• Alex 50km Lahti Champion
    • Bengt's Corner: First sprint competitions

      November 4, 2011

      The Cross-country committee appointed a working group to study the future of our sport in fall 1993. The group consisted of Dietmar Miklautsch AUT, Thomas Wassberg SWE, Marjo Matikainen FIN, Bill Koch USA and Bengt Erik Bengtsson as secretary. The working group met three times during the OWG 1994; unfortunately Bill Koch could not be present at the meetings. In the report you could read:

      SPRINTS, SHOWRACES AND INDOOR RACES

      “For a long time there have been alternative competitions but never at World Cup level. In order to increase the interest in Cross-Country it is important to care for the development of such competitions. It would be possible to organize such races on a weekday between the World Cup weekends at a place close to the travel route.

      By the introduction of such races on the World Cup level the results should be evaluated only for the nation’s cup but later, if successful, be integrated in the World Cup perhaps with a reduction of the World Cup points.”

      It was not easy to get the support from especially Thomas Wassberg and he agreed at last more or less under protest. He had in his mind all the protests against pursuit start competitions. As you can see the writing was therefore very cautious.

      Why did the group discuss this item? I only want to mention some happenings. At this time, we had regularly sprints in the Swiss Cross Country week, which took place every year since the early 80´s; we had the Dolomite sprint in connection with the traditional Dolomite popular Cross-Country race and also in Kitzbuehl, from where the member of the group Dietmar Miklautsch had collected practical experiences. I myself could contribute with Åsarna galoppen from 1978 where we had 16 junior skiers in 4 heats with the two best qualified for the next round. It was new and I remember that the upcoming World champion Thomas Eriksson upon my question if he wanted to participate said “that is nothing for me. I would rather go out training”.

      After the trial in Sweden I did not see any sprints until 1993 in connection with the World Cup final in Strbske Pleso. On March 19, the 15 km was organized for men with Björn Daehlie as winner and 10 km for ladies with the winner Elena Vaelbe. The relay race was the next day. A fantastic winter day.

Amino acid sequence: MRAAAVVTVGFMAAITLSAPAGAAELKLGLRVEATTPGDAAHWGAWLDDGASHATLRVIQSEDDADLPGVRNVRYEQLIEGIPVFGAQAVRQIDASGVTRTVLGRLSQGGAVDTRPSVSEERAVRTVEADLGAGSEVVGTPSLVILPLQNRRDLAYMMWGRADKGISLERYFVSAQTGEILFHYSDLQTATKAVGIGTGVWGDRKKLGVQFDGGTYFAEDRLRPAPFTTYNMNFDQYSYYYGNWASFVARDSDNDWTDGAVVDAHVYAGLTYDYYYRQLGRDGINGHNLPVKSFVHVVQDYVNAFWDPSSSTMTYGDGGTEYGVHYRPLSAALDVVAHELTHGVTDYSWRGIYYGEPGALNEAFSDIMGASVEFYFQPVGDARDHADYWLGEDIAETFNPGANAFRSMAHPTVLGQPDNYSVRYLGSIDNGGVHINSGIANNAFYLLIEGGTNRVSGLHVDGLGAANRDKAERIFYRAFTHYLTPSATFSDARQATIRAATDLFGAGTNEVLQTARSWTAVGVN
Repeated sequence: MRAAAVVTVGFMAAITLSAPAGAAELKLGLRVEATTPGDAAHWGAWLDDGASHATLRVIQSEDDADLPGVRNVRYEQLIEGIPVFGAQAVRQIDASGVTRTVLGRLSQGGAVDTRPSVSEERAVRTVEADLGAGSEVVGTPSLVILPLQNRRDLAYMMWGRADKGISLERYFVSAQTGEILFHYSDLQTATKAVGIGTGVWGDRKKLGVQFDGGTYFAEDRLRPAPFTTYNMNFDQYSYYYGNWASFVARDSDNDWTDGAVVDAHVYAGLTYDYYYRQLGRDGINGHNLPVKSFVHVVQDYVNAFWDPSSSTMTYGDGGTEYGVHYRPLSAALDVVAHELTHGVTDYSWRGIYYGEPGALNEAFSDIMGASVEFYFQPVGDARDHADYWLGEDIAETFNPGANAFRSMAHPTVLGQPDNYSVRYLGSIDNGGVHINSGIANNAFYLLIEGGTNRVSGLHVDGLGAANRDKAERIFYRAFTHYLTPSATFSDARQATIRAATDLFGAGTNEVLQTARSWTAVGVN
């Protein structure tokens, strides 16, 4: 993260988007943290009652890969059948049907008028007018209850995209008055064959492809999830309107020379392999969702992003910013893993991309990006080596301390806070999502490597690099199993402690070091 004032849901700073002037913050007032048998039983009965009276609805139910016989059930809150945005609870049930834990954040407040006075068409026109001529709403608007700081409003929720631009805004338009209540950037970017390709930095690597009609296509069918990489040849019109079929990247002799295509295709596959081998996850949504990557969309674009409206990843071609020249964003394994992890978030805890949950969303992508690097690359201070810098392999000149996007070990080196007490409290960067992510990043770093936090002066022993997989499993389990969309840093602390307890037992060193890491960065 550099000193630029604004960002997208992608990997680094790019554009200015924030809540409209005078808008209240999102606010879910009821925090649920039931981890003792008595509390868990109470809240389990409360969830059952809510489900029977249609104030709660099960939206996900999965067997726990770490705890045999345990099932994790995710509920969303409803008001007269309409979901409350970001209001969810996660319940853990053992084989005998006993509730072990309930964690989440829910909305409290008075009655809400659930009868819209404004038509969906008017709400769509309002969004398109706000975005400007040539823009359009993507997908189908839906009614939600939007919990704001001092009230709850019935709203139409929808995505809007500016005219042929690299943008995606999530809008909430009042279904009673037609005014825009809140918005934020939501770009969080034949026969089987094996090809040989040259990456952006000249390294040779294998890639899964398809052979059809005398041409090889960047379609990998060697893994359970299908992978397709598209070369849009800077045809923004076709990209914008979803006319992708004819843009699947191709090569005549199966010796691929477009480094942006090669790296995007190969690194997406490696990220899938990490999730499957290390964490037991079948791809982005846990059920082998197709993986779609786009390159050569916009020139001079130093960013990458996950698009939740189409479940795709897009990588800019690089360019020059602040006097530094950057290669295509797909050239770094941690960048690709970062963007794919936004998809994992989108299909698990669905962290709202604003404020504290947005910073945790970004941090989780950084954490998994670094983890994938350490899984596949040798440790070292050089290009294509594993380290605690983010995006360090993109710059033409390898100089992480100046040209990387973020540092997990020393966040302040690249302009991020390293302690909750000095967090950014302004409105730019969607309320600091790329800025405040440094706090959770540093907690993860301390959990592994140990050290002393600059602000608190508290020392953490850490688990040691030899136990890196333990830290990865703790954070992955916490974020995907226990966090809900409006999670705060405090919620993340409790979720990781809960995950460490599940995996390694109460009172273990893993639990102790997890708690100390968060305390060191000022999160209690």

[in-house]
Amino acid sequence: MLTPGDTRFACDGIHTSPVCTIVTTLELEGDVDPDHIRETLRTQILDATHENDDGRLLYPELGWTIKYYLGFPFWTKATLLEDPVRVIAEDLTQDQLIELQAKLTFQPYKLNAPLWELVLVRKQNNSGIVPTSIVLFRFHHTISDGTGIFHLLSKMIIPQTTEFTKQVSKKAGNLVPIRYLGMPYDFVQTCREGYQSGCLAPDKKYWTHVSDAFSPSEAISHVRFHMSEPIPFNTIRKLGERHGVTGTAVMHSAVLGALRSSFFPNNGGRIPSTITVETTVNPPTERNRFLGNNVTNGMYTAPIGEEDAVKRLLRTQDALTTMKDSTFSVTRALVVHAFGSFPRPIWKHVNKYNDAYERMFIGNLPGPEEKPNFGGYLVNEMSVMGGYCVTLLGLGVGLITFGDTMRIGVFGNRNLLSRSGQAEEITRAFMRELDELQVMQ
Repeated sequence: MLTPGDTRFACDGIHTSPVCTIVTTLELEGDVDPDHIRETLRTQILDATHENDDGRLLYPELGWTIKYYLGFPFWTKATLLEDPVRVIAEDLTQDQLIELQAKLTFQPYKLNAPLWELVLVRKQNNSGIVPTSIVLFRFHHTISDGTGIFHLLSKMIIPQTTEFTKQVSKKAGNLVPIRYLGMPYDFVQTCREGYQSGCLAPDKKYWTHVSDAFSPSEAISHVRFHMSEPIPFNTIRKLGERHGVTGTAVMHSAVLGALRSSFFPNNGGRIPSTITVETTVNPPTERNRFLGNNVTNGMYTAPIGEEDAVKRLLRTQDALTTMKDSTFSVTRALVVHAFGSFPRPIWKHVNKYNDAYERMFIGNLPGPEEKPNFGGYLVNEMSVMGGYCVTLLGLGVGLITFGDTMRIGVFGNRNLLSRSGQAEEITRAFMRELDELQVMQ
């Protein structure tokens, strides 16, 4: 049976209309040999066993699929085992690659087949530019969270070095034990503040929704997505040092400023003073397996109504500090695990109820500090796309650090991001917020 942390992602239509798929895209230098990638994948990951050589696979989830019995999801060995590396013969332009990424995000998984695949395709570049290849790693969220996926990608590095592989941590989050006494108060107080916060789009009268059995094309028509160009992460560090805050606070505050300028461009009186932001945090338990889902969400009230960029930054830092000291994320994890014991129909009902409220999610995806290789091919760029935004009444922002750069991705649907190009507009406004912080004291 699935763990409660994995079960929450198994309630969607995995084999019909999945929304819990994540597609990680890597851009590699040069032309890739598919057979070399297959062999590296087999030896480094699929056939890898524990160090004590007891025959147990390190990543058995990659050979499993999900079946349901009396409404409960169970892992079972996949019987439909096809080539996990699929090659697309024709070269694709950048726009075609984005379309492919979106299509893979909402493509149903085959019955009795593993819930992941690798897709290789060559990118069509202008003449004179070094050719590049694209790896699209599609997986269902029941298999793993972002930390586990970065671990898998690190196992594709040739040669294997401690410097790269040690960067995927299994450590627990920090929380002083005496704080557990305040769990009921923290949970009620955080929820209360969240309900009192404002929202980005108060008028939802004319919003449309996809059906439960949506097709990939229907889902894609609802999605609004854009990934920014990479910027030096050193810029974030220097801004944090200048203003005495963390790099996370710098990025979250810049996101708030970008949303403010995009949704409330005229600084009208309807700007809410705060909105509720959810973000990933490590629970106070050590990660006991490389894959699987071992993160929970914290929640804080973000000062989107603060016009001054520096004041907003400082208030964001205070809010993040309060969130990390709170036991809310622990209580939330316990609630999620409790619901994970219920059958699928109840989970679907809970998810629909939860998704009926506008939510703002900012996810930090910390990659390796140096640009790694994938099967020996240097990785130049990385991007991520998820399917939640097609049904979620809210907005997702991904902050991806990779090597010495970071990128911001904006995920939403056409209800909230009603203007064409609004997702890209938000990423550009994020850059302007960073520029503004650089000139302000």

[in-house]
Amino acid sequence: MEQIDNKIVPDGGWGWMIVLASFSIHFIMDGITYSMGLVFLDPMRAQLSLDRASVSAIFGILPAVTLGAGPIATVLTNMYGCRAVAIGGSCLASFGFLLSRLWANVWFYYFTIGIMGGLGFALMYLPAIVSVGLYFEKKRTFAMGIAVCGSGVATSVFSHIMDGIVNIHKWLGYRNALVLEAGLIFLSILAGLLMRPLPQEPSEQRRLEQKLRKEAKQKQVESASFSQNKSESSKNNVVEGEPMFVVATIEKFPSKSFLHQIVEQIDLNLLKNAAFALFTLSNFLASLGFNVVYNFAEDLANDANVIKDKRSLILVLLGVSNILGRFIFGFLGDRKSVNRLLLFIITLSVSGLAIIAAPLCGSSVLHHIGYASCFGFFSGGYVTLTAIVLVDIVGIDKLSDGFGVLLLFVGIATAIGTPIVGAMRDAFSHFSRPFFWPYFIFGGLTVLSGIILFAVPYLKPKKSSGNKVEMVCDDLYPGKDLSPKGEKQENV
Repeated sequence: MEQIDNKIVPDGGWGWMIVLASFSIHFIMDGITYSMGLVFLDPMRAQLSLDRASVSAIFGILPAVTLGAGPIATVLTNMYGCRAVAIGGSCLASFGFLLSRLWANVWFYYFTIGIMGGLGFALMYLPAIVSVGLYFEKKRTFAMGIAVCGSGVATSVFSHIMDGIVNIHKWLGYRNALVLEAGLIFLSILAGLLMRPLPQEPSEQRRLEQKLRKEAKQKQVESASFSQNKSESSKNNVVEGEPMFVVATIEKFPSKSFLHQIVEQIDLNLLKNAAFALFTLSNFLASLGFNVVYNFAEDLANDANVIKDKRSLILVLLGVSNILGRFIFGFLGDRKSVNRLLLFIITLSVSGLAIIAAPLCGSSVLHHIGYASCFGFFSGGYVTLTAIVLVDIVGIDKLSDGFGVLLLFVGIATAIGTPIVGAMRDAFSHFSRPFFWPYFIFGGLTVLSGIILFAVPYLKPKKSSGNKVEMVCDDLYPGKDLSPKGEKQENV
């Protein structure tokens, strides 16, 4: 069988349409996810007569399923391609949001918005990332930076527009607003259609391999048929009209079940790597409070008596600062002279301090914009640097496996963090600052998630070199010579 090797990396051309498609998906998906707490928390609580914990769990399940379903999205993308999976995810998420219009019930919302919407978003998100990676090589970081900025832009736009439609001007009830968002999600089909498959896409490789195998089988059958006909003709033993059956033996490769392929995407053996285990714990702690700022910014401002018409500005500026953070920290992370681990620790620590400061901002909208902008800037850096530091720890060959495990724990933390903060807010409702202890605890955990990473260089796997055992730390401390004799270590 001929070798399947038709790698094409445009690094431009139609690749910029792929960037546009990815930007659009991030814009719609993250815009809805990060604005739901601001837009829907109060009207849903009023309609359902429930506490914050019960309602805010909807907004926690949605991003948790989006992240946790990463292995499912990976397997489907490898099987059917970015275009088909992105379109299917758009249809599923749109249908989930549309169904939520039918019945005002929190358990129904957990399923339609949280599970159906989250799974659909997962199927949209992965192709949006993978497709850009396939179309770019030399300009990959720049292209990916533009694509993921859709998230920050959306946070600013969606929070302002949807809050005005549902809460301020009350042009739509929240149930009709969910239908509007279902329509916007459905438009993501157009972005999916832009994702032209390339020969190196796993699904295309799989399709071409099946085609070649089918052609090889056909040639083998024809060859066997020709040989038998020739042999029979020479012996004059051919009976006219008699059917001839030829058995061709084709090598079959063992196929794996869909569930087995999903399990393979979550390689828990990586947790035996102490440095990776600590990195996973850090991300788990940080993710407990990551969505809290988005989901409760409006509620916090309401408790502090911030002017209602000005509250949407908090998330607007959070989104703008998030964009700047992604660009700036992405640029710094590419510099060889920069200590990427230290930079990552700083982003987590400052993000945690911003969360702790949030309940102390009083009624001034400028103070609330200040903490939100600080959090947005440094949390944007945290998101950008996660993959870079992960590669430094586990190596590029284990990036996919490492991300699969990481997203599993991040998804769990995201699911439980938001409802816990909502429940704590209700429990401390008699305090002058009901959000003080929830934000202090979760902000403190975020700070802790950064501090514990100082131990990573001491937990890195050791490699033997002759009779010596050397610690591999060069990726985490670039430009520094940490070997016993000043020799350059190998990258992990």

Directly after the race a bus came and picked up athletes to participate in Banska Bystrica about 100 km away. The competition took place in the Ice hockey stadium Iskra Smrecina and consisted of two parts:

      First part – sprint

      Competitors were divided in pairs and would complete two rounds, starting from the opposite sides of the track. Competitors started in reverse order to their ranking in the World Cup.

      Second part

      Men competed in pairs 6 rounds (8 in the final). Ladies competed in pairs 4 rounds (6 in the final). There were also prizes to be handed over. First prize for men’s winner was new Skoda Favorit car. Ladies’ winner was awarded 100 000 KCS.

      At the beginning there were no problems but after a while the snow got more and more difficult and many falls were registered. The fastest in the qualification Markus Hasler fell down as well as the local favorite Katarina Neumannova who was eliminated due to the fall.

      In the men’s final there was a fight between two young Norwegians; Tomas Alsgaard and the combined World Champion Trond Einar Elden who did take a narrow win and the car was his.

      But let us go to the prize giving ceremony and hear the reactions from a very special guest.

      “I am a pig and my master donated me to be a prize in the sprint race. I was very proud to have been chosen and I tried to present myself as nice as possible,” I heard a conversation between a person they called chief and one of the athletes.

      ”Vegard, look at this pig, you should take it as your 4th prize.” So happened and it was transported to the Patria hotel in Strbske Pleso. Vegard wanted to introduce it to his sleeping friends by throwing it into their beds. A reaction from a tall Norwegian called Björn was that he got into a panic and could not sleep any more that night. The next day he had a very tough fight with Silvio Fauner on the last leg in the World Cup final in the relay and could win despite the episode.

      By the way the pig also got a name; Oscar. The problem was that he could not take it home. The solution was that Willy, a serviceman who was a farmer in Ramsau, took it home with a deal that the ham should be smoked and delivered to Vegard in Lillehammer during the upcoming Olympic Games. The interest about the pig in Norway was so great that a journalist, Rolf Arne Odiin from Verdens gang, came and wrote an article.

      Back to the first prize, the car; Trond Einar Elden, the winner, recently told me that Vegard Ulvang recommended him to let me try to sell the car as it would be difficult to take it home. So happened and I had the possibility to sell it to Jan Michalik, the former coach of the Swiss ladies team.

      That was one of the first international sprints, which inspired others for the future. Thanks to Dalibor Cisar who was the organizer.

      By the way, when you see Thomas Alsgaard the next time you should ask him “What happened to your license to hunt a bear in the Tatra Mountains?” It was the second prize for men. I also want to mention that Silke Braun GER did win a beautiful fur in the ladies competition.

      link to original article and pictures